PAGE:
Oil majors chase Caspian riches
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The Caspian Sea in Central Asia is emerging as a major oil and gas frontier as many of the world's largest oil companies build exploration interests there. Bordered by Azerbaijan, Iran, Kazakhstan, Russia and Turkmenistan, the region has historically produced hydrocarbons, although the oil majors believe its full potential has yet to be tapped.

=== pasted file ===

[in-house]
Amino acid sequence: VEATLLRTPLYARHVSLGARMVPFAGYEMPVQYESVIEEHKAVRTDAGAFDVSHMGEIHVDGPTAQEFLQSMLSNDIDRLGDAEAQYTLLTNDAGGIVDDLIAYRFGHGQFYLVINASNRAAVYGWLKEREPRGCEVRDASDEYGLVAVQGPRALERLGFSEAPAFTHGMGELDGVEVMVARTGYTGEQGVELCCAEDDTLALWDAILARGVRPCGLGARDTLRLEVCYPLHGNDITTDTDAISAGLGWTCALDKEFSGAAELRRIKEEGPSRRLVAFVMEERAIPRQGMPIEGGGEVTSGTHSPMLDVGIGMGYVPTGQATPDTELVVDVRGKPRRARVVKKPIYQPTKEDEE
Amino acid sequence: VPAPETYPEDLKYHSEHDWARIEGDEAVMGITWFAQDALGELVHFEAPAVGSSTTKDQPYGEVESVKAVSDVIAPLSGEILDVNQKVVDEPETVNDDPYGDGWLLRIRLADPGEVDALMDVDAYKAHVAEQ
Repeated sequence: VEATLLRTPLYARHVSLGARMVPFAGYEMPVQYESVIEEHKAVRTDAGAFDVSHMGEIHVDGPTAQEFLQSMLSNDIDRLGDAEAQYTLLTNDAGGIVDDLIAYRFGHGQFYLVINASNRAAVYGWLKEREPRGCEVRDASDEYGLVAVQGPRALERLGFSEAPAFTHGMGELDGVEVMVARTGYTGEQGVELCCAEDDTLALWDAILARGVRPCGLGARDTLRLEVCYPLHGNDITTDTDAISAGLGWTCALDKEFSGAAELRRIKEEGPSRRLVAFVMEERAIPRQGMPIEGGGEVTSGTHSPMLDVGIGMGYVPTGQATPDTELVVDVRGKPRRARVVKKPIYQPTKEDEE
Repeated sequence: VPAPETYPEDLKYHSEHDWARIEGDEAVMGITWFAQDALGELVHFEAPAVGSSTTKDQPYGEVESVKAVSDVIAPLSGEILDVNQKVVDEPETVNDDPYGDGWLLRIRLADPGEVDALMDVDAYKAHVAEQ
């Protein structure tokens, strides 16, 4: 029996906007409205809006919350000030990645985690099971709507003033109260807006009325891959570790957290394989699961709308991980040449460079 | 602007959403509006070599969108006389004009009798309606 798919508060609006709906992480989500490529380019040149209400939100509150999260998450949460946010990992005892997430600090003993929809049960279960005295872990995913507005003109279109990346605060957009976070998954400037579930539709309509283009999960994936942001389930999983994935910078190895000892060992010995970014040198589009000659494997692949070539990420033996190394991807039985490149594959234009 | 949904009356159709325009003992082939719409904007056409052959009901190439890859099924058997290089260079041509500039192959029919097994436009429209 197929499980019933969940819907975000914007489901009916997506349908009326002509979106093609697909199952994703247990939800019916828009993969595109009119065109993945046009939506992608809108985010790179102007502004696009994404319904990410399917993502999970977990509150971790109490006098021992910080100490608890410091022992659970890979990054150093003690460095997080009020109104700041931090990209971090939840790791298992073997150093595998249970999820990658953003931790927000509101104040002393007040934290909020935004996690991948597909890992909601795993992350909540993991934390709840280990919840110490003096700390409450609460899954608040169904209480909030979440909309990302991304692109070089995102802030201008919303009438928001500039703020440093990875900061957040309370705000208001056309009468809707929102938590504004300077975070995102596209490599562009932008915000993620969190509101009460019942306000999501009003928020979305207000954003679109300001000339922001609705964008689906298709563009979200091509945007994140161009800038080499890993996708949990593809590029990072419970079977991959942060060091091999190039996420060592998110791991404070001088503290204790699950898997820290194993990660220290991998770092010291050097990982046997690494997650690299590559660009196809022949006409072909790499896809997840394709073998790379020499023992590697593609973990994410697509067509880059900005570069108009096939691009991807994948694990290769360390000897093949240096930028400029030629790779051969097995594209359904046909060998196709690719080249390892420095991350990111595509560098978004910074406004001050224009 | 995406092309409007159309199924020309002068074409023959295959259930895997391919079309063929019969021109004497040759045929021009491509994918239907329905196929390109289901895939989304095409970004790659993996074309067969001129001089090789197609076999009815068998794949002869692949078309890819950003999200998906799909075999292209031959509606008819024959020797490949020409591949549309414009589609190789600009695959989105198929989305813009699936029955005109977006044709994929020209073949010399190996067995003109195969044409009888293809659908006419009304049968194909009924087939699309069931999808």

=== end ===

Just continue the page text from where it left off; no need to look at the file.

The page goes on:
Of the nations bordering the 1,000-km long lake, Azerbaijan and Kazakhstan have the greatest potential to grow their output. At last week's 5th Eurasian KazEnergy Forum in Astana, Kazakhstan, representatives from firms including BG, ExxonMobil and Chevron reiterated the region's oil and gas potential. Kazakhstan has proven oil reserves of 39.8bn barrels, 3 per cent of the global total, according to BP statistics. Oil minister Sauat Mynbayev believes there is great potential to make new discoveries and improve current production by applying new technology. Analysts believe this could almost double Kazakhstan's current output of 1.68m barrels per day over the next few decades. One of the biggest contributors to Kazakhstan's production growth is expected to be the giant offshore Kashagan field, where recoverable reserves are estimated at between 7bn and 16bn barrels of oil equivalent. Kashagan is being developed by an international consortium headed by state oil firm KazMunaiGas and majors including ExxonMobil, Shell, Eni and Total. The field is expected to come on-stream in late 2012. In the wake of its US troubles, BP has high hopes that Azerbaijan will restore its deepwater reputation. It has signed an agreement with state oil company SOCAR to jointly explore and develop the Shafag-Asiman structure in the Azerbaijan sector of the Caspian. This is a new offshore block that has never previously been explored. Under the 30-year agreement, BP will hold a 50 per cent interest as operator with SOCAR holding the remaining 50 per cent. New chief executive Bob Dudley said he believed Azerbaijan's "significant remaining potential will continue to make it relevant for decades to come".